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Old 12-20-2009, 09:38 AM   #22
Mike Sigman
Location: Durango, CO
Join Date: Feb 2005
Posts: 4,123
Re: Transmission, Inheritance, Emulation 16

Quoting Peter's list of questions:
1. What, exactly, do these skills consist of?
2. Did Takeda Sokaku possess these skills?
3. If so, how did Takeda Sokaku acquire these skills?
4. Did Takeda Sokaku teach these skills to all his disciples?
5. In particular, did Takeda Sokaku pass on these skills to Ueshiba Morihei?
6. If not, how did Ueshiba Morihei acquire these skills?
7. Did Ueshiba Morihei teach these skills, as part of his training methodology?
8. Did Ueshiba Morihei pass on these skills to all his disciples?
9. Did Ueshiba Morihei pass on these skills to those who claim succession from him: the heads of the schools practicing the various ‘flavors' of aikido, such as Yoseikan or Yoshinkan?
10. Does the acquisition of these skills form part of the teaching/training methodology of postwar aikido, especially the Aikikai?
Bearing in mind that I think the records show that general knowledge/dissemination of these skills and their adjuncts was so wide that the Takeda/Ueshiba story is only a small fragment of the whole, Peter's list reminds me of something that has bothered me for some time and I'd like to hear Peter and/or Ellis's thoughts about it.

At about the time Koichi Tohei was bidding a fond farewell to the home dojo, he had a number of teaching meetings with members of the dojo, attempting to pass on what he thought was critical information, as I understand it. Presumably a lot of this information had to do with internal-strength skills and the impetus had to be Tohei's belief that many of the people training at the home dojo were not getting enough information. This issue has a lot to do with the last four questions in Peter's list.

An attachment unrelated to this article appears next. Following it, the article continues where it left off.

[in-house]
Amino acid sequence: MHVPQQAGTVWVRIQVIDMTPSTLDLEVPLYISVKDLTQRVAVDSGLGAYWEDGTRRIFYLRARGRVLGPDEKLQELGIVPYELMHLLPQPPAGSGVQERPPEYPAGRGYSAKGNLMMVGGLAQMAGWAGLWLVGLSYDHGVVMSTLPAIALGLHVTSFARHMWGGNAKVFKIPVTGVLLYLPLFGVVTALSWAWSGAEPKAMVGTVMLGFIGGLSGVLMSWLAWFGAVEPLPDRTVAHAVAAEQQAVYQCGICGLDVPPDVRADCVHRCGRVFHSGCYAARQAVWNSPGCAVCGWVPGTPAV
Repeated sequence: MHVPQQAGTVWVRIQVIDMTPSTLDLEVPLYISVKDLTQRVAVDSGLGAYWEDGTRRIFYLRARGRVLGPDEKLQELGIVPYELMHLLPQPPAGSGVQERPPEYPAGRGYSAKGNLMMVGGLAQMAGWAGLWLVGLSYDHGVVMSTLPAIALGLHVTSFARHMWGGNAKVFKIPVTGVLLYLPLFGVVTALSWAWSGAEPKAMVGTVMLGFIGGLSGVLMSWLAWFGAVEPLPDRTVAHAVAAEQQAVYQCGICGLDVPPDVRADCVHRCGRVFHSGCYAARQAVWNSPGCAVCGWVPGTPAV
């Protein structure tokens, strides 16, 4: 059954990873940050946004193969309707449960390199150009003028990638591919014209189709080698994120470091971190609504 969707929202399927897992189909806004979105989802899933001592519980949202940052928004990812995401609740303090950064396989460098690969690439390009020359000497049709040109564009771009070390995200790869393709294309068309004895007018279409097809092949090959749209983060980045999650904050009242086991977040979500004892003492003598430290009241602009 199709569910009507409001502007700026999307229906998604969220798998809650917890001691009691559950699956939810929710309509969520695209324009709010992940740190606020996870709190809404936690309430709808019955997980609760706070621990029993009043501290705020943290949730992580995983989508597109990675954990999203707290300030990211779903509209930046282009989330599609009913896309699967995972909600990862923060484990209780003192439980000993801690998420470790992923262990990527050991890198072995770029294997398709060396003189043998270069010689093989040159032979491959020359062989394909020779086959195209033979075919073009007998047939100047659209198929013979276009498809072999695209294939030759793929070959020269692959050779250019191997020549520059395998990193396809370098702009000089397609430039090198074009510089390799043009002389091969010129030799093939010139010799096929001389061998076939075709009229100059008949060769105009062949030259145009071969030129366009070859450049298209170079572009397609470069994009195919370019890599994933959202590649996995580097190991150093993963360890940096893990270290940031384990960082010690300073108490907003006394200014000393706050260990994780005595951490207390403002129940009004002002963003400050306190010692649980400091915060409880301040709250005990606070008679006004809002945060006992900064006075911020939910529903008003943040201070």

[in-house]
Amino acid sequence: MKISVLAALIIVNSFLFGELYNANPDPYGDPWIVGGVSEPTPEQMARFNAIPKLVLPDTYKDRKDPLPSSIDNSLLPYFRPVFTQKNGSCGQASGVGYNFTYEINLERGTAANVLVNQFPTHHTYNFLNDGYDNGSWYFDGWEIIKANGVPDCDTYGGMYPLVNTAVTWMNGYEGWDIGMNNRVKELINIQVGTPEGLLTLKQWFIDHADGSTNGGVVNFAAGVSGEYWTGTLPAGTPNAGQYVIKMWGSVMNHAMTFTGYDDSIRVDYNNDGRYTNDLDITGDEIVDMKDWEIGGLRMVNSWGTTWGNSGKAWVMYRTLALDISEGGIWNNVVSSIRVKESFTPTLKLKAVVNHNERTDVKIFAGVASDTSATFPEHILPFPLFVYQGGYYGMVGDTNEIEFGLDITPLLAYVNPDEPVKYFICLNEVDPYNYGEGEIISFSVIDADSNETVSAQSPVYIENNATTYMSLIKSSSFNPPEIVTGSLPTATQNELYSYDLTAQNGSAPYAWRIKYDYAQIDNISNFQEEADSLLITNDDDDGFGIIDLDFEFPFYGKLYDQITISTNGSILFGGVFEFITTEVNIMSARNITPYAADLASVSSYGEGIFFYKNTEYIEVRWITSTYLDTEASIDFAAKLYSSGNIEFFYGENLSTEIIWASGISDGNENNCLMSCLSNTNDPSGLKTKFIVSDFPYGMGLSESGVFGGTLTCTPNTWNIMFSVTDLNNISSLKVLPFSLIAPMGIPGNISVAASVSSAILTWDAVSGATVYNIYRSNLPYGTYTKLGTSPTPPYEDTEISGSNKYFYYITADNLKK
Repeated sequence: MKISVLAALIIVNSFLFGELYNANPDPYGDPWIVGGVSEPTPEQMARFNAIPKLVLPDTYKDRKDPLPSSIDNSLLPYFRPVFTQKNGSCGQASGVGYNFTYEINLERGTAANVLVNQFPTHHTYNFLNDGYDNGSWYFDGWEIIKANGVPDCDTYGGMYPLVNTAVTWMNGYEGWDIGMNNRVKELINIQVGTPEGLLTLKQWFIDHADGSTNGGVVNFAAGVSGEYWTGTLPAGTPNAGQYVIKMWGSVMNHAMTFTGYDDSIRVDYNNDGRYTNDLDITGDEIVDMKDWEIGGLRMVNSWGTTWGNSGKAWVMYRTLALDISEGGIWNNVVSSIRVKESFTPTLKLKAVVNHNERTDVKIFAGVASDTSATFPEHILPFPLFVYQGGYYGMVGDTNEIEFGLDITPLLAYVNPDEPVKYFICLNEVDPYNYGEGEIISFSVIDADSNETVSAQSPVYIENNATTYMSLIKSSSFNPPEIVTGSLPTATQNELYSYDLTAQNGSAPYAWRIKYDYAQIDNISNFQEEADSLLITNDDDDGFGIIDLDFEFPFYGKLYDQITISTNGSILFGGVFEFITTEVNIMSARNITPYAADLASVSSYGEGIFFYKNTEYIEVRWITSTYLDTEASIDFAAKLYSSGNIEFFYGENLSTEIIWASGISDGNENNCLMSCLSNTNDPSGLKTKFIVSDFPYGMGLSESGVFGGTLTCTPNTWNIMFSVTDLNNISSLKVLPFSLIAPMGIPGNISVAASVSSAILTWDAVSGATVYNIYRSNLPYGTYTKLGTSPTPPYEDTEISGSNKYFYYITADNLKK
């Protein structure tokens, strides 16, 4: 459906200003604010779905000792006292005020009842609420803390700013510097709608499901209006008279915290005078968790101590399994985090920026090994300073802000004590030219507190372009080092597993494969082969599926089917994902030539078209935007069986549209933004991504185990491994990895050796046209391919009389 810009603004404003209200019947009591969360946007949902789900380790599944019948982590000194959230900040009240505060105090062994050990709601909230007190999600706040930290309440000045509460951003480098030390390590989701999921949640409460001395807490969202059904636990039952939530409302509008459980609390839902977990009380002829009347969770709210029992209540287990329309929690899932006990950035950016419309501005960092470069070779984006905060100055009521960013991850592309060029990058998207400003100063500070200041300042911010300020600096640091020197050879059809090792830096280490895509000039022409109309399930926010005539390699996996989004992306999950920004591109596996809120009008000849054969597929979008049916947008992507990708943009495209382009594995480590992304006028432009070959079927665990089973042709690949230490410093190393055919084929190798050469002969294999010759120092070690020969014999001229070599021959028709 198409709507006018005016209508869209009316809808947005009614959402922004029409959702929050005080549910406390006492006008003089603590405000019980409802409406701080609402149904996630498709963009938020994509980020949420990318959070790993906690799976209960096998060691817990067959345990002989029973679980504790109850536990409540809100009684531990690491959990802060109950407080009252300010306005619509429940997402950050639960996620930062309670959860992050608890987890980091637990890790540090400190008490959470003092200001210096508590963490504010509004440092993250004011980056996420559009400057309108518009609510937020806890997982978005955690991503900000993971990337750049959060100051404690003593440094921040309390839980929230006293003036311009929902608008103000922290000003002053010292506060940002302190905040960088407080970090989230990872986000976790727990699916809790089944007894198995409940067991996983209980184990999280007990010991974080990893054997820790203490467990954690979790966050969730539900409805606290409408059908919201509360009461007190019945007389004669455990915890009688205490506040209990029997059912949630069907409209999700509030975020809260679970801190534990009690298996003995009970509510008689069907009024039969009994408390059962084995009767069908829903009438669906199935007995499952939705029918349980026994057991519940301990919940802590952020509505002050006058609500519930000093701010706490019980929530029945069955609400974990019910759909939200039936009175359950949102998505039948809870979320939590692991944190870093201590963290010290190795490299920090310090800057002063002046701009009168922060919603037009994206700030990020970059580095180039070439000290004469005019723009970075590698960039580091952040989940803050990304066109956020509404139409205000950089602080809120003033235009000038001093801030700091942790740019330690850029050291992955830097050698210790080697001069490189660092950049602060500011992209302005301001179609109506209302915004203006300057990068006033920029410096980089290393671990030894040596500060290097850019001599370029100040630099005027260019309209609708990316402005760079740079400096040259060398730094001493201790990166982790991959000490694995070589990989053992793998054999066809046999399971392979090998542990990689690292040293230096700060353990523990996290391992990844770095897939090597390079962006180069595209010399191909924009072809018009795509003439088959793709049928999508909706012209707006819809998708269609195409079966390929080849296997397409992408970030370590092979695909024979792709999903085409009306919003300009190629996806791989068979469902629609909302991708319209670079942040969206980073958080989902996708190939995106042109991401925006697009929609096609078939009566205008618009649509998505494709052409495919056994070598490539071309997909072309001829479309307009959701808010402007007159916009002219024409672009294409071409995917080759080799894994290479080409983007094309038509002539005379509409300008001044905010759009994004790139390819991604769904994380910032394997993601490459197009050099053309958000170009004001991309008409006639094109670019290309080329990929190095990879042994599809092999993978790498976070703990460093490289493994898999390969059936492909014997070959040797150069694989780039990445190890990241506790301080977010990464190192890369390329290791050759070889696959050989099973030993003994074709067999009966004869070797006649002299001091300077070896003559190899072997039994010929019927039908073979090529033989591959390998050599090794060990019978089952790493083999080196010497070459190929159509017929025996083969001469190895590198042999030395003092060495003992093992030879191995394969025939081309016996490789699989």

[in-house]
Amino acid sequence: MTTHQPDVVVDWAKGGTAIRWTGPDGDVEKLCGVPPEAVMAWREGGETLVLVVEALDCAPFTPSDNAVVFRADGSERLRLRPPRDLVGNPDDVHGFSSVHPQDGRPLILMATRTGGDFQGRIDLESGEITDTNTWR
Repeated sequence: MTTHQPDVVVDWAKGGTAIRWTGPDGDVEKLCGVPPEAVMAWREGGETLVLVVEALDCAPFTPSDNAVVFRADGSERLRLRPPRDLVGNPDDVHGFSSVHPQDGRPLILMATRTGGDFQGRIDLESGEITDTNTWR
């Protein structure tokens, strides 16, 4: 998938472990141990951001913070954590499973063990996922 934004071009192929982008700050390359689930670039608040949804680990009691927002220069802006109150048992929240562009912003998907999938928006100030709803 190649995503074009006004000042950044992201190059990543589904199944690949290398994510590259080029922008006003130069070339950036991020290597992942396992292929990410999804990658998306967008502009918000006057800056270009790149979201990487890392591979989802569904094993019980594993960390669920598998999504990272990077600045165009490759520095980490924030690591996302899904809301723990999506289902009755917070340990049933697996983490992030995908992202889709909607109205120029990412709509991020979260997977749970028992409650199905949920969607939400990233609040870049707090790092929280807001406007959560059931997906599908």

One of the things that struck me when I first learned about Tohei's "lessons" near the end was how much Tohei's teachings should have affected the level of information that we see in so many western Aikido teachers today. What happened?

Was Tohei's attempt at explication unsuccessful? Or did most of the people who politely attended Tohei's meeting feel that already knew this stuff about "ki" skills? Was there a loyalty question such that many politely attended, but took nothing home because their true teacher was Ueshiba and it would have been politically inexpedient to truly learn anything from Tohei at this juncture? Did the standard ego problems hinder Tohei's teaching attempts? And so on.

However, the fact that Tohei held such meetings indicates that he felt there was something major missing from the teaching of Ueshiba at that time, couldn't we say? So Tohei's actions at that time do a bit toward answering some of the questions that Peter posed, IMO.


Mike Sigman
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